War of the Worlds (BBC TV Series)

Phyrebrat

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There’s a remake of WOTW? Sigh.

Because there aren’t enough other genre works that might be worth producing.

WOTW has done its thing, had its day, and the best drama line is the strange vicar’s reaction to the invasion.

You’d think we lived in a cultural desert.

pH
 

Toby Frost

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Generally, I'd agree, but I don't think WOTW has ever been adapted very well for the TV, especially in a period setting. Good to see it being attempted at least.
 

Phyrebrat

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Fair enough - the first thing that sprung to mind was why they were doing something like this after the execrable ’Invasion’ series they did in - when was it? - late nineties?

pH
 

HareBrain

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I loved that album.
The standard by which all other adaptations will be judged and found wanting. It seemed wrong that the opening monologue wasn't immediately followed by massed strings going "duh duh duuuuuuuh". The album artwork was great too -- I wish I had the vinyl version so I could behold it in all its glory.
 

Elckerlyc

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I still have the vinyl version, but no working turntable.
Perhaps because of the album our expectations were wrong, wanting a visualisation to go with the music.
 

Dave

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I have two of the vinyls. One was mine and one was my wife's. I also recently picked up the 'next generation' 1990's version on CD, second hand. It has Liam Neeson and more modern actors, but you can't better Richard Burton, so not sure why they tried. My wife has seen the live theatrical musical in London.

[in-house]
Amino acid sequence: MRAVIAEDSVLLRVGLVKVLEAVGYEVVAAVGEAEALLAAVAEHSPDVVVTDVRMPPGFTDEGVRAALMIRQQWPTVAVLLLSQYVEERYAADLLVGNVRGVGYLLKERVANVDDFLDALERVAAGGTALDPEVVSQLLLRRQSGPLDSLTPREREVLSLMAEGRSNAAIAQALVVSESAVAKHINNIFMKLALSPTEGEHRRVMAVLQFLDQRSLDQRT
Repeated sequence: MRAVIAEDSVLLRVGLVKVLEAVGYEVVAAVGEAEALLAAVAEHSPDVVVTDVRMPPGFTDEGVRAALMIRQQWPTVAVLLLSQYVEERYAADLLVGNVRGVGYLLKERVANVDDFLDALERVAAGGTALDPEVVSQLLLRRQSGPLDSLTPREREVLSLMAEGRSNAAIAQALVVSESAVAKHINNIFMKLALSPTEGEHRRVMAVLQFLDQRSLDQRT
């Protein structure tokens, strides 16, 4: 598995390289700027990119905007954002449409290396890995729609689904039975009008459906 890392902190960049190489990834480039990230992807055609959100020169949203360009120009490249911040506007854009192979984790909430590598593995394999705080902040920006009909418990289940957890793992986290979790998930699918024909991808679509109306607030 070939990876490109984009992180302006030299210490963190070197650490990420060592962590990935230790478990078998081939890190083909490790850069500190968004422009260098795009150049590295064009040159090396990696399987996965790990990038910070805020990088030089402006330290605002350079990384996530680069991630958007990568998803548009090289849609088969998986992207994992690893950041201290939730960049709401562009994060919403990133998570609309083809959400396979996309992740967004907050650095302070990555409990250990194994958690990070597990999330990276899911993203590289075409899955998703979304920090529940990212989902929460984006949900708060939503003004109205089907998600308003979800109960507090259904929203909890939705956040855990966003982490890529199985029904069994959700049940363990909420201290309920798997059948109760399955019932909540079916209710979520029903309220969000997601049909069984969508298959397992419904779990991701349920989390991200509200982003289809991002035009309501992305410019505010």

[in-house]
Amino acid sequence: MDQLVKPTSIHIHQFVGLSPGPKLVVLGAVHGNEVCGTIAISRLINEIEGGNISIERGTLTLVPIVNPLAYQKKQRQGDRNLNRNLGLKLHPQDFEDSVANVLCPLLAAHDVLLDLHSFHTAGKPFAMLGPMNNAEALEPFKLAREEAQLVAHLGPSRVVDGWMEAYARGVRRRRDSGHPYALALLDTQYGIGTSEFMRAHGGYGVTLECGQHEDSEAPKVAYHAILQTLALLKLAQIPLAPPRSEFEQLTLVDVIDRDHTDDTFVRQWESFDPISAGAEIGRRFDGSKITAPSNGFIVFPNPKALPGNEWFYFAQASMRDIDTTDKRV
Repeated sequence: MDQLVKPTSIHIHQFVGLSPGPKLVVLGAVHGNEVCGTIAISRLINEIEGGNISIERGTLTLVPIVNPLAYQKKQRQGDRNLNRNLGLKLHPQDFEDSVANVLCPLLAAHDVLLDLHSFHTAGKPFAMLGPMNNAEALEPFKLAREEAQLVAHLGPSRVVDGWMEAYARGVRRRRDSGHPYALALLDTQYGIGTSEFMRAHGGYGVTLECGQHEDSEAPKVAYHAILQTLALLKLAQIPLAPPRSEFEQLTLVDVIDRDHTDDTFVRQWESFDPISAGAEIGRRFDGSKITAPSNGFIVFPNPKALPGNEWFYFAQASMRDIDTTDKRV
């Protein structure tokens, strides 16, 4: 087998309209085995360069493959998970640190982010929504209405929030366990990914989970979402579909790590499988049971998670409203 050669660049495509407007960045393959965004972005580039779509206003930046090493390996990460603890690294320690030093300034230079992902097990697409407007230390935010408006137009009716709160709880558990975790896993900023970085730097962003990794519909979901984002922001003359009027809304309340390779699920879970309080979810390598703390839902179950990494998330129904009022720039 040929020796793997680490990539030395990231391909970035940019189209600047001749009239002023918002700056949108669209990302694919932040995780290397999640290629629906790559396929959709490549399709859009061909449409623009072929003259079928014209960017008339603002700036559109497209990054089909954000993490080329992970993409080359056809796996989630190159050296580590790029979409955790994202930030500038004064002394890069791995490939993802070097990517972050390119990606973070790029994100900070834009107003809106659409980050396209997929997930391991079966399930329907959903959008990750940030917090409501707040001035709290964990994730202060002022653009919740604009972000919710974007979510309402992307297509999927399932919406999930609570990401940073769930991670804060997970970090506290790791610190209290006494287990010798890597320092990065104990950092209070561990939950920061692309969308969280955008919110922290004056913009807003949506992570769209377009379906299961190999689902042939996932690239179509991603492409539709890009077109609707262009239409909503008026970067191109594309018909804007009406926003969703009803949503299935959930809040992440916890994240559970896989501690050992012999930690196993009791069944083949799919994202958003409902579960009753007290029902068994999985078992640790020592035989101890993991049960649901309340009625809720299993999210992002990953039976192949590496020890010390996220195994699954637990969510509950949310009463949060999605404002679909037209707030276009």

The versions on film are not very satisfactory, so there is room for a better version. I agree that to try to adapt this as a TV costumed period piece wasn't a bad idea in itself, but in my view the padding was boring and seemed out of place. I'll continue watching anyway. Some people will undoubtedly be coming to this story for the first time and I hope they like it.
 

Vince W

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What a massive disappointment. I've seen enough, I won't bother with any more.
 

CupofJoe

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I've come to the position that I'm forgetting about it being HG Wells' War of the Worlds. It's just a TV show about a war between worlds. I still think the first episode was paced far too slow. It looks like American viewers may see it as 2 ninety-minute shows and not three of 60 minutes... maybe the pacing will work better that way.
 

ryubysss

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the book had a sketched-in protagonist (and only protagonist) and no subplots. much more focussed. the '50's movie and the '30's radio version did a good job of adapting the story. they didn't feel the need to overcomplicate the story.
 

Stephen Palmer

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Haven't seen this yet, but definitely going to check it out on the iPlayer over the weekend.
Genre stuff is doing well on the Beeb at the moment.
 

Av Demeisen

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I was surprised to like the first episode almost unreservedly. Second episode was a bitter disappointment.
 

Toby Frost